Protagoras and Meno Summary & Study Guide

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Protagoras and Meno Summary & Study Guide Description

Protagoras and Meno Summary & Study Guide includes comprehensive information and analysis to help you understand the book. This study guide contains the following sections:

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Socrates is brought to see Protagoras, who is known as an old and successful Sophist. Hippocrates says that he wants to study with Protagoras, not to become a Sophist, but as part of his liberal arts study program. Protagoras admits he is a Sophist unlike some other men, but what is a Sophist supposed to teach? Socrates enters into a conversation with Protagoras the Sophist on what to teach. Protagoras answers that everyone can learn virtue, as a citizen and leader, and that is what he teaches best. Socrates then asks about what is virtue, which he considers to be one thing. Protagoras has broken up virtue into five different parts and compares them to the cooperating parts of a face. Socrates objects to this and shows that the so-called different parts of virtue, such as knowledge and holiness, are related. This angers Protagoras, who goes into one of his trademarked, long-winded speeches.

At this point, Socrates prepares to leave the premises, but is stopped by the men listening to the conversation. Socrates agrees to stay, with the provision that Protagoras will make statements and ask questions, and Socrates will show how to answer such questions in a short and to the point manner. Protagoras asks questions on the lines of a poem by Simonides. This conversation degenerates into a hair-splitting debate on the meaning of various words. At this point, Protagoras relents and agrees that asking questions about a poem is not the best way to have a dialogue, since the poet is not available to interpret his poem. Socrates goes back to asking questions of Protagoras. Protagoras admits that four of the virtues, knowledge, justice, holiness and temperance, are closely related, but one of the virtues, courage, is separate from the others. There proceeds to be a long series of questions on whether courage is an independent quality or is it also dependent on a person's knowledge of the situation. If a person has knowledge of a situation, this will help him or her decide whether or not to force themselves to have courage too. This leads to an inquiry over what is the role of knowledge in a person's life. Many people say that knowledge is a secondary part of a person's life, and the person is moved to action by seeking pleasure and avoiding pain. Socrates' answer to this idea is that man must have the ability through knowledge to determine what his long-term advantage is, since many times a short-term pain lives to a long-term good result. Likewise a short-term pleasure can lead to a long-term pain or even a personal disaster. Since knowledge is a key requirement for a person to have virtue, then virtue, or knowledge of virtue can be taught. Socrates comments that now he and Protagoras are in the funny situation of Socrates saying that virtue can be taught, and Protagoras saying that it cannot. This is the opposite of the situation at the beginning of the dialogue.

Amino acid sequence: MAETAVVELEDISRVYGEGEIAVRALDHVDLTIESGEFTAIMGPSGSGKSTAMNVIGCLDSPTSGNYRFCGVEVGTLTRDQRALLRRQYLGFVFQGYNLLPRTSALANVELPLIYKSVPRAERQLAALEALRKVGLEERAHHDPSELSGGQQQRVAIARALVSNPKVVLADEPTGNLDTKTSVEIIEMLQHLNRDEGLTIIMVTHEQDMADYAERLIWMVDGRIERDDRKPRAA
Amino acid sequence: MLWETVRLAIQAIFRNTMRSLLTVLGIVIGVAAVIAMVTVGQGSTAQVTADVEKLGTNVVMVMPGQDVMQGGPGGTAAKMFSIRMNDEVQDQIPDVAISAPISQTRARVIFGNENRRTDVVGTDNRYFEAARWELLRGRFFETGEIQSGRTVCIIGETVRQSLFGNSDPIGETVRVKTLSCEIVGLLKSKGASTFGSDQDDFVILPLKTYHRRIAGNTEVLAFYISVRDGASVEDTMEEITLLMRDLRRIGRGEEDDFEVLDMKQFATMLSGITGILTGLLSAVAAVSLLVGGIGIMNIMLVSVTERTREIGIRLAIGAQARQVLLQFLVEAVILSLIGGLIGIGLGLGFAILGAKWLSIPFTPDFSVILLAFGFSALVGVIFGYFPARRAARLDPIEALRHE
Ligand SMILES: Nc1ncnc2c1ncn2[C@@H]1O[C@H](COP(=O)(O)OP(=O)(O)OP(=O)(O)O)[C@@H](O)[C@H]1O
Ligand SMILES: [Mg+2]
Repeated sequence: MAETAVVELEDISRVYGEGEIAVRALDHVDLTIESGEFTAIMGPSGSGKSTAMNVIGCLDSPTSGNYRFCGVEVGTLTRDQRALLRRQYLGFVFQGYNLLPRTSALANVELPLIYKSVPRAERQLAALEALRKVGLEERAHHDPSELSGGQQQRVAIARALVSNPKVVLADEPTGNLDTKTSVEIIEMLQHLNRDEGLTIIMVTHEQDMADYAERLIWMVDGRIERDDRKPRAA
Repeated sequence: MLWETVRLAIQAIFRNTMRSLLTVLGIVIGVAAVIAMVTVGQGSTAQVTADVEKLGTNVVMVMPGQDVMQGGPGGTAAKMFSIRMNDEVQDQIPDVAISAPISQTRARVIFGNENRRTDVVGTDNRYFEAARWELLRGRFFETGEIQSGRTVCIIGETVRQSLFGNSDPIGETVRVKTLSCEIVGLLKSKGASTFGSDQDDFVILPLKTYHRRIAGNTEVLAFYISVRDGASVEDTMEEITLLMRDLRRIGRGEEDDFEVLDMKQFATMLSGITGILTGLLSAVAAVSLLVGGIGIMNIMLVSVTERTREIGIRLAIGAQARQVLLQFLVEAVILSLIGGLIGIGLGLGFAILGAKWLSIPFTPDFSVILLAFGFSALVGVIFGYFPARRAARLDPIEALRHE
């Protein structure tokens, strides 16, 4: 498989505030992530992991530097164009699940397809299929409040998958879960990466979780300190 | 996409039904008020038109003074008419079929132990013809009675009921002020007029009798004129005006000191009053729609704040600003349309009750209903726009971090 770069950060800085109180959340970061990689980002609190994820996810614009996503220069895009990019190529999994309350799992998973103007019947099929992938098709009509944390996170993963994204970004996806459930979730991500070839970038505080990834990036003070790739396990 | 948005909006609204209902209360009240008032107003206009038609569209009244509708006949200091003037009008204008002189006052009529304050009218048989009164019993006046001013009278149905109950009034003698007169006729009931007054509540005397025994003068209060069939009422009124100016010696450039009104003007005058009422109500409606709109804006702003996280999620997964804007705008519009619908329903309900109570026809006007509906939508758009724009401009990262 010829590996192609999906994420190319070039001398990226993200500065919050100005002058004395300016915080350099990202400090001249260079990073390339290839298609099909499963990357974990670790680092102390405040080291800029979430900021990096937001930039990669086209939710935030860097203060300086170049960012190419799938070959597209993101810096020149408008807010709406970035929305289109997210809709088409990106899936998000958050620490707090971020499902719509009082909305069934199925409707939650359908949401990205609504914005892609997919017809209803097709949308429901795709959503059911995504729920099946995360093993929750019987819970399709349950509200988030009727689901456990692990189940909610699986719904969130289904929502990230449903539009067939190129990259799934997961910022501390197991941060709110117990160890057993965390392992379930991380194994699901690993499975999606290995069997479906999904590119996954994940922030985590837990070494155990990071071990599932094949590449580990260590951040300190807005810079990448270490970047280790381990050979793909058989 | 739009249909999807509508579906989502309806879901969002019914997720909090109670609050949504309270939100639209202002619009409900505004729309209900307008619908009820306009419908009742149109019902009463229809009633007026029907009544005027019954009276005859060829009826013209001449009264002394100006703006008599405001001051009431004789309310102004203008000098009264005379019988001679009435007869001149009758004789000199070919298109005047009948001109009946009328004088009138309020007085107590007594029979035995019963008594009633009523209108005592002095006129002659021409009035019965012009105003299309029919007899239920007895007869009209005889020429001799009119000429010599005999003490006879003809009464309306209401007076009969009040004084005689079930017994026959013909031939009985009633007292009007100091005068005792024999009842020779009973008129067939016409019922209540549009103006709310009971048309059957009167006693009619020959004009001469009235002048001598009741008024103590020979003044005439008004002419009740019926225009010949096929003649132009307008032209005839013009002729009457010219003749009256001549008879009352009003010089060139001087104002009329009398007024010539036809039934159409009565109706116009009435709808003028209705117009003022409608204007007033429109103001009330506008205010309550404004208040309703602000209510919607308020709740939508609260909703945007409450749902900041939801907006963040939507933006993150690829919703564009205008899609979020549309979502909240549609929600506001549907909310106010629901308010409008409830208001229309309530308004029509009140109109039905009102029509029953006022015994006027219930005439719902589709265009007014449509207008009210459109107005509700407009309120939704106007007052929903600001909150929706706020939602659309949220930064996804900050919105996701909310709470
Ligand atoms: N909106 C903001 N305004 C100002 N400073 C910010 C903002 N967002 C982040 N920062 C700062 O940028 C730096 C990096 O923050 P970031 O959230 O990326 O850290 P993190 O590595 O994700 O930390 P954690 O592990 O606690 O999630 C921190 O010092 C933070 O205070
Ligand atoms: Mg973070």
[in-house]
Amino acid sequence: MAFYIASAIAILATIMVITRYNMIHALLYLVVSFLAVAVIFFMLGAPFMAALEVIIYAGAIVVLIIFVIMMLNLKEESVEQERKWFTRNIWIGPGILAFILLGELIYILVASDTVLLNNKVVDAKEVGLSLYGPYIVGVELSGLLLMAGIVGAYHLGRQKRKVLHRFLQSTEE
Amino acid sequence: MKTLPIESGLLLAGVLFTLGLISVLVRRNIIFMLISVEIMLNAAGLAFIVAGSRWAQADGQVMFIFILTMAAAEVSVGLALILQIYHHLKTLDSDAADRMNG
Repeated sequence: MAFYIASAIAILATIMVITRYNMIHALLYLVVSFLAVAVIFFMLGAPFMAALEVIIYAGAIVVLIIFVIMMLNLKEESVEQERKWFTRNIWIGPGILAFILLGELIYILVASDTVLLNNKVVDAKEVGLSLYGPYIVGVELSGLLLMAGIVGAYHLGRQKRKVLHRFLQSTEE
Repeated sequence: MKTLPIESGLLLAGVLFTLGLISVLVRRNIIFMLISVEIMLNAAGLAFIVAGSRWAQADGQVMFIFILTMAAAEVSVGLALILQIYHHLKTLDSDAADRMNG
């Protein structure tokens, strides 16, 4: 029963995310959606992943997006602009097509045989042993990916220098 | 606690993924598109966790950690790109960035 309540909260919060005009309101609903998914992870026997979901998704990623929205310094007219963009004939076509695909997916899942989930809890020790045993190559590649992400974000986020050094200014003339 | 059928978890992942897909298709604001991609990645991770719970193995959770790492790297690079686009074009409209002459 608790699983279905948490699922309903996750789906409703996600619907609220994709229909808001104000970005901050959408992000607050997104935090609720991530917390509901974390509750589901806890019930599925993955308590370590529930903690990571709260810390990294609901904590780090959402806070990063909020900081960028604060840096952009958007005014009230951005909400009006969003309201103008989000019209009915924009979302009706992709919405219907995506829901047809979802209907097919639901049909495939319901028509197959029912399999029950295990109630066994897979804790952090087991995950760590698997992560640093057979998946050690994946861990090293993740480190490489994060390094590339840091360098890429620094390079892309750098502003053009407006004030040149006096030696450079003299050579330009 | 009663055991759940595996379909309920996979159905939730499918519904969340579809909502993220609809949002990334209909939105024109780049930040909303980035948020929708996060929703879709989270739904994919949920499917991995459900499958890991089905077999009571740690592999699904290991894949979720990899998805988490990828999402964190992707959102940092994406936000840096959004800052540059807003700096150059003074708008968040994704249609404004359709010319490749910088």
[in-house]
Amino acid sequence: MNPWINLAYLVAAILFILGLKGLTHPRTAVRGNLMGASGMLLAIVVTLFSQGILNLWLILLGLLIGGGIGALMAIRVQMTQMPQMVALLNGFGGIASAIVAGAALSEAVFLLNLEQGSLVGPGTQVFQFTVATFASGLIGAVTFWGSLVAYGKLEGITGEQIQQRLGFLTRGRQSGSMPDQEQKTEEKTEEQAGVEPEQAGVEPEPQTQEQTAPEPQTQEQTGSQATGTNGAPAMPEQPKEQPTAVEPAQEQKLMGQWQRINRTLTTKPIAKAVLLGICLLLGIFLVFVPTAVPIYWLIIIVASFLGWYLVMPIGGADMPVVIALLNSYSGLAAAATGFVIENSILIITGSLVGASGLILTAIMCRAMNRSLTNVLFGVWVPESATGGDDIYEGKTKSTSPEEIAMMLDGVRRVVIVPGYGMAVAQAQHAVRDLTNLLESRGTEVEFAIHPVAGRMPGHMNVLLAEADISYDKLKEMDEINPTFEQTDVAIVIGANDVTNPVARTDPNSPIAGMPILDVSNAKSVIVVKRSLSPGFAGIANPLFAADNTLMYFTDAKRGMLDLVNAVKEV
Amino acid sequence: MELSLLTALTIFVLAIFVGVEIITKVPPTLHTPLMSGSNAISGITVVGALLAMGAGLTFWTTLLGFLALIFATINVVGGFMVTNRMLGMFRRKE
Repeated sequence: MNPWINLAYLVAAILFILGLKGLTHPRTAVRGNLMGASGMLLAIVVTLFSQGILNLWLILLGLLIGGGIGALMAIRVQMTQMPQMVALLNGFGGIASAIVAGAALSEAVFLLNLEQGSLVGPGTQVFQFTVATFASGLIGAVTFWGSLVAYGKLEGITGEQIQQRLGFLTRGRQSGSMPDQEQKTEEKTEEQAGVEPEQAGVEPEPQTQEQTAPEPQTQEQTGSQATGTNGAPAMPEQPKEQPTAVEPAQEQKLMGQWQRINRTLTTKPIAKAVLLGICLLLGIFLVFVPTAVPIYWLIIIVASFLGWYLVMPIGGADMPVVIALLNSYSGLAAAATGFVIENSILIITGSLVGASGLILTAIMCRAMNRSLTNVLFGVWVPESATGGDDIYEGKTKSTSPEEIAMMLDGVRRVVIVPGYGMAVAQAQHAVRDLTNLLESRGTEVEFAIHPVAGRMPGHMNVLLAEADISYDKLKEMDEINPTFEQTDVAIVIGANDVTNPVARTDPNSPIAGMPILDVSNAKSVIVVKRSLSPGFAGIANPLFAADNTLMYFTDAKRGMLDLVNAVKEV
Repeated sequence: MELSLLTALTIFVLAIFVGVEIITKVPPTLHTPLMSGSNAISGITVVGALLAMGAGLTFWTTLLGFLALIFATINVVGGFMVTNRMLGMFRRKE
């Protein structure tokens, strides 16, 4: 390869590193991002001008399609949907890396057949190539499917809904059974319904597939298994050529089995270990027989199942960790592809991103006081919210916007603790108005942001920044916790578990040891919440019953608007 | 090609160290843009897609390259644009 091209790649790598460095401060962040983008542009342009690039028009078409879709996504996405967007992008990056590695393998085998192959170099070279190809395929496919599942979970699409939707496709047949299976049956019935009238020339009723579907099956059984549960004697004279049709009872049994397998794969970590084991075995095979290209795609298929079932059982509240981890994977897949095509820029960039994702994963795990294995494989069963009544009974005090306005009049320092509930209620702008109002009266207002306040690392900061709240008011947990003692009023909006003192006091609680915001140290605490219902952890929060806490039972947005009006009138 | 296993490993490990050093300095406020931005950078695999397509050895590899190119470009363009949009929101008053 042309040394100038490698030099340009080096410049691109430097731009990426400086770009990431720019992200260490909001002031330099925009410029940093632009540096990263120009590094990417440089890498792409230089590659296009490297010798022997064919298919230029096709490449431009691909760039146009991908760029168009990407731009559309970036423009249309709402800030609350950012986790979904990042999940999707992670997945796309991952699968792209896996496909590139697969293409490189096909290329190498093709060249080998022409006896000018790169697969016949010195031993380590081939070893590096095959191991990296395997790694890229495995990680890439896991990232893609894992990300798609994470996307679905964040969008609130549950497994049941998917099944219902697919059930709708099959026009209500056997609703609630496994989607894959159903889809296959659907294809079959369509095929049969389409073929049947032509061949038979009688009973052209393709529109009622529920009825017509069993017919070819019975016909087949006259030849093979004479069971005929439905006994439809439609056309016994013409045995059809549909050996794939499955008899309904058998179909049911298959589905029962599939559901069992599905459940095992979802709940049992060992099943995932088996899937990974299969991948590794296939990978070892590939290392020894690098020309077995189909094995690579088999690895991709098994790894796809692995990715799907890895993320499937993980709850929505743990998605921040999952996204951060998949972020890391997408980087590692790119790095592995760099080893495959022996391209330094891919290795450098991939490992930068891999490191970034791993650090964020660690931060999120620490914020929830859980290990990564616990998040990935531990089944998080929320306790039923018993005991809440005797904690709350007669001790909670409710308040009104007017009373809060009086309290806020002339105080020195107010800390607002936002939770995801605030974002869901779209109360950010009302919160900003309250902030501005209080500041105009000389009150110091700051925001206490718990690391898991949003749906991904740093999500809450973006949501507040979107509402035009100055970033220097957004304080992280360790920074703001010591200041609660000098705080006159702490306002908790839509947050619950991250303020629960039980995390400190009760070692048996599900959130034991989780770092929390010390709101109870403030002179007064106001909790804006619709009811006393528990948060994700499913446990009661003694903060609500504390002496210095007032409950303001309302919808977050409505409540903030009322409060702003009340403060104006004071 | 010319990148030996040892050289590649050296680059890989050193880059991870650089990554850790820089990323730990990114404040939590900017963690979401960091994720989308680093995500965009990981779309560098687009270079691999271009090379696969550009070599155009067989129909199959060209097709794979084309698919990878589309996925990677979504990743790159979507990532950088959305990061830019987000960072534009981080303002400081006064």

The Meno dialogue begins with Meno asking Socrates if virtue can be taught. Meno asks Socrates if virtue can be taught. Socrates says he has no idea of what is virtue and if he does not know what it is, he cannot teach it. Socrates then asks Meno, what he thinks is virtue, and to not just repeat Gorgias' thoughts, Meno's teacher. Meno tries to describe virtue, but describes what is the good thing to do for, a leader, a woman, a child and a slave to do, without describing an overall concept of virtue, or the good. Meno becomes thoroughly confused by Socrates. Socrates then tells the story that all souls are immortal and they are reborn countless time. During these times, the souls learn everything there is. The trick of learning, therefore, is to get someone to recall what they already know. Socrates tries this out by getting a slave boy to recall geometry. However, the problem still is where are the teachers of virtue? The dialogue is interrupted by an appearance by Anytus, who warns that Socrates will pay for his outspokenness.

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